Euro Summit Gladdens Investors for Now

Word from the negotiating nabobs in Europe on Friday seemed to be positive, though as usual, the details of the agreement remained a little elusive.

Word from the negotiating nabobs in Europe on Friday seemed to be positive, though as usual, the details of the agreement remained a little elusive. But it was clear that Germany finally gave in on the question of whether euro-zone bailout funds (EFSF/ESM, to use the euro-zone alphabet soup) could be used to support euro-zone banks directly, and so Spanish banks might get the bailout the Spain government has been asking for from those sources.

The deal has been compared to an EU version of TARP which, unpopular as it was, seems to have stabilized much of the US banking system in the wake of the Panic of 2008. Also, the summiteers agreed that some euro-zone bonds needed purchasing, though not by the European Central Bank, which amounts to a sort of mini-QE. They didn’t say anything about dealing with the ponderous public debt of Italy and Spain, or even Greece.

In any case, the agreement impressed investors, at least for the moment. On Wall Street on Friday, the Dow Jones Industrial Average spiked 277.83 points, or 2.2 percent, while the S&P 500 was up 2.49 percent and the Nasdaq advanced precisely 3 percent. These were the sharpest daily gains for these indices in about a decade and a half, ending a generally downward second quarter on a high note. The question now is how long such euphoria can last, since investor happiness about positive euro-zone announcements in the past has typically had a short shelf life.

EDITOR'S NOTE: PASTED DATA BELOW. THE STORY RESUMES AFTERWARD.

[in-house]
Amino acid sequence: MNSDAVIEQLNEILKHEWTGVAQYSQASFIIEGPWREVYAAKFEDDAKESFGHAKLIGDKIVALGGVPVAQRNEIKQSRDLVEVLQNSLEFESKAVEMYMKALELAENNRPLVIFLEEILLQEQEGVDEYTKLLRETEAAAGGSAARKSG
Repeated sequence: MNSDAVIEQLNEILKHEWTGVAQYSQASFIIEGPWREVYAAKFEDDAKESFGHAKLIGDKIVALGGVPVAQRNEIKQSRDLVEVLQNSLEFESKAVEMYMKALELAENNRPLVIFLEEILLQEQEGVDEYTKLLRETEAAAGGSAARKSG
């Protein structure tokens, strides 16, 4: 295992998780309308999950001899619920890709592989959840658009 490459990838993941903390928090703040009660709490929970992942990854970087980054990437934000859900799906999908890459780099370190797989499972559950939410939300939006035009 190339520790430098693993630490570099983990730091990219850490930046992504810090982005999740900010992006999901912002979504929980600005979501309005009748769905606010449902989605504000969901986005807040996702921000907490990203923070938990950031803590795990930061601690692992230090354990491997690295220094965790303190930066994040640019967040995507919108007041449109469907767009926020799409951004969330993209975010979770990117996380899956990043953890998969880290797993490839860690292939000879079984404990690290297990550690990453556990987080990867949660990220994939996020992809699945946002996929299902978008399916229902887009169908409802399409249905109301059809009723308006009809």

Oil prices surged on Friday as well, in the neighborhood of $6 to $7 a barrel. Like the stock market, oil prices had been drifting downward from most of the quarter in response to slowing economies around the world, but having the bonus effect of taking pressure off the price of gas in the United States and elsewhere. Also like the stock market, euro-zone news that drives oil prices up has tended not to have that effect for long.

Housing foreclosures, delinquencies stable

CoreLogic reported on Friday that there were about 63,000 completed foreclosures in the United States in May 2012, an uptick from the 62,000 it reported in April. May 2011, on the other hand, saw 77,000 foreclosures. About 1.4 million homes, or 3.4 percent of all homes with a mortgage, were in the foreclosure inventory as of May 2012, more-or-less the same as in April, but a little down from a year ago, the company says.

The national foreclosure inventory might be steady, but that masks changes at the state level, according to CoreLogic. Some of the states hardest hit by the housing crisis, such as Arizona, Michigan and Nevada, have seen drops of 20 percent or more in foreclosure inventory, year-over-year. Meanwhile, the inventory in other places, such as Connecticut, Hawaii and New York, has been rising during the last 12 months.

“There were more than 819,000 completed foreclosures over the past year, or an average of 2,440 completed foreclosures every day over the last 12 months,” Mark Fleming, chief economist for CoreLogic, noted in a press statement. “Although the level of completed foreclosures remains high, it is down 27 percent from a peak of 1.1 million in all of 2010.”

In a report on a related subject from a separate source, Fannie Mae said on Friday that the single-family “serious delinquency” rate dropped in May to 3.57 percent from 3.63 percent during the previous month. The May 2012 level is the lowest since April 2009. In May 2011, the serious delinquency rate was 4.14 percent. Freddie Mac calculates the single-family delinquency rate in May as 3.5 percent, only a hair down from April’s rate of 3.51 percent. There wasn’t much change from May 2011, either, since Freddie Mac’s estimate of the rate a year ago was 3.53 percent.